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Dr. Wilhelm Reich
On January 28, 1954, Wilhelm Reich “happened accidentally to observe two bright yellow-orange lights moving in front of a mountain range toward a lake.” The encounter was the opening salvo of a “war” with UFOs that would occupy the final phases of Reich’s troubled medical and scientific career.
At the time, Reich, a trained psychoanalyst who had once belonged to Sigmund Freud’s inner Vienna circle, was already facing what he called “emotional and physical misery” caused by his more terrestrial battle with the U.S. Food & Drug Administration over the use of “orgone,” a controversial form of ambient “life energy” he claimed to have discovered.
Reich found an inexhaustible range of uses for his discovery, touting orgone as everything from the secret of antigravity to a tool for weather control, especially rainmaking. Most importantly, he found that he could use orgone to “interfere” with UFOs.
But to the FDA, orgone simply did not exist, rendering Reich’s orgone-based therapies prosecutable under quackery statutes. Even today, four decades after the controversy, Reichian therapists claim to be able to manipulate the energy for a wide variety of healing effects, including the cure for cancer, without resorting to drugs, radiation or chemicals. Instead, Reichians work to build up a current of orgone within the patient’s vicinity in order to strengthen and heal the underlying life force itself.
Nevertheless, Reich’s legal fight with the FDA ended with his death in prison after defying a federal injunction against the use of orgone for medical purposes.
Whatever the official status of his medical theories, Reich expected a response when he wrote to the U.S. Air Force about his UFO sighting. He reasoned that “the U.S. Air Force is the natural organization in the Western world responsible” for dealing with such phenomena because “it operates in the atmosphere and watches the frontier upward toward outer space.” When the military didn’t deal with his report to his satisfaction, Reich took matters into his own hands.
In his letter to the Air Force, reproduced in his last book, Contact With Space, Reich described his sighting as “a brightly shining light” moving from west to east through the forest outside Rangeley, Maine. A second, similar phenomenon soon joined the first, both moving steadily in front of Spotted Mountain. He concluded that the objects were not stars due to their course and the mountain intervening between their apparent motion and the sky, but the possibility that they were military vehicles or other objects of a terrestrial type did not seem to occur to him.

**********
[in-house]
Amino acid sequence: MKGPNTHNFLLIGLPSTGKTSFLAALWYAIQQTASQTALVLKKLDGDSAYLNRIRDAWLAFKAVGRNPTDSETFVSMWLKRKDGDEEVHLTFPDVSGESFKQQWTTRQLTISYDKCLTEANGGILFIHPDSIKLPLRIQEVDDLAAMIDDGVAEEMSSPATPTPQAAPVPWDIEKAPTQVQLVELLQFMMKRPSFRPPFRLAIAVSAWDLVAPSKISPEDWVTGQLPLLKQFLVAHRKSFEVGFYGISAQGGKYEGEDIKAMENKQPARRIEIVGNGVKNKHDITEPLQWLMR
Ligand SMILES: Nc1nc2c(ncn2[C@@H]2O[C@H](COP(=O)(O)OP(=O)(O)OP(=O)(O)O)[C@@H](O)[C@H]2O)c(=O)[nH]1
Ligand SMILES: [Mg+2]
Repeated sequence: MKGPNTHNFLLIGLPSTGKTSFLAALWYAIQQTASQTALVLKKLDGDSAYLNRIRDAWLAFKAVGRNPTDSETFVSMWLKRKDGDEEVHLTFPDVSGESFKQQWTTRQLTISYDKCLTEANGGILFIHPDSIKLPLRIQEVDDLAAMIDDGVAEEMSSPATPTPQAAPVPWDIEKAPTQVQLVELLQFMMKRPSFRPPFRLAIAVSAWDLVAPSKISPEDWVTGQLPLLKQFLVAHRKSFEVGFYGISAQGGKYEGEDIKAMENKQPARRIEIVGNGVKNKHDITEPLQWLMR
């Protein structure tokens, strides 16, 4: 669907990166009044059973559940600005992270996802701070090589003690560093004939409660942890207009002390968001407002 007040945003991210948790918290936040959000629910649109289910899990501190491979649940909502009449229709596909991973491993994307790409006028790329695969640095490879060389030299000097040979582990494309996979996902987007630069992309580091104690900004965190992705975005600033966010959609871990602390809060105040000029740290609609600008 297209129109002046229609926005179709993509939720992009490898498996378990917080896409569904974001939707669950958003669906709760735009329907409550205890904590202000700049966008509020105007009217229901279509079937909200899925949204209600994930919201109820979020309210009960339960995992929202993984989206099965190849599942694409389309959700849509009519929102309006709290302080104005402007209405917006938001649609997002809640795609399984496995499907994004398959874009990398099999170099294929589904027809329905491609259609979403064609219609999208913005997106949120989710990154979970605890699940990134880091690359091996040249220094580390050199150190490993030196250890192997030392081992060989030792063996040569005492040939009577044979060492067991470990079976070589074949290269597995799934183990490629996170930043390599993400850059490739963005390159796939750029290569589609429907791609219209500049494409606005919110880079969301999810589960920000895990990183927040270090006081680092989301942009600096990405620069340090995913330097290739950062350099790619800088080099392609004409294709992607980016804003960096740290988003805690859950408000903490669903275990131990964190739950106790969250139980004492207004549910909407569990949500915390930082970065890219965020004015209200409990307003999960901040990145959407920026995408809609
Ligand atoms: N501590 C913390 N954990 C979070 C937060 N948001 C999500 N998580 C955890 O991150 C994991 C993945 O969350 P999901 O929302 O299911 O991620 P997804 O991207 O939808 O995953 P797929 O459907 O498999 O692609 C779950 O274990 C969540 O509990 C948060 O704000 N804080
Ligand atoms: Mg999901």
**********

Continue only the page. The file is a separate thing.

At around the same time, Reich’s secretary, Ilse Ollendorff, also reported seeing “a similar, but brighter and bigger, because closer, object.” Like the aerial phenomena observed by Reich, Ollendorff’s sighting hovered in front of a mountain, but then “was seen rising once vertically upward, settling down again and then disappearing.”
The Air Force, for its part, was either unaware of Reich’s running battle with the FDA, or was intrigued enough by his encounter to overlook the controversy. Lt. Steven J. Hebert, stationed at the Presque Isle Air Force Base, wrote back telling Reich that the “subject officer notified this organization to take whatever action necessary, since this unit is interested in investigating unidentified aerial phenomena.”
Hebert enclosed a copy of Technical Information Sheet Form A, the Air Force’s UFO reporting questionnaire, for Reich and Ollendorff to fill out and return. As Contact With Space ruefully notes, Reich received the letter only five days before the FDA obtained the injunction forbidding the distribution of orgone equipment as medical devices.
Reich returned the questionnaire along with a copy of a short essay, “Survey on Ea,” providing background on other unusual occurrences around the Orgonon research facility, including the revelation that friends had told Reich “of saucers having been seen over Orgonon in 1951.” However, he had taken little personal interest in the reports until 1953, when his discovery of Keyhoe’s book made him wonder whether UFOs – or, in his terminology, “Enigma Alpha” or “Ea” – might be propelled by orgone.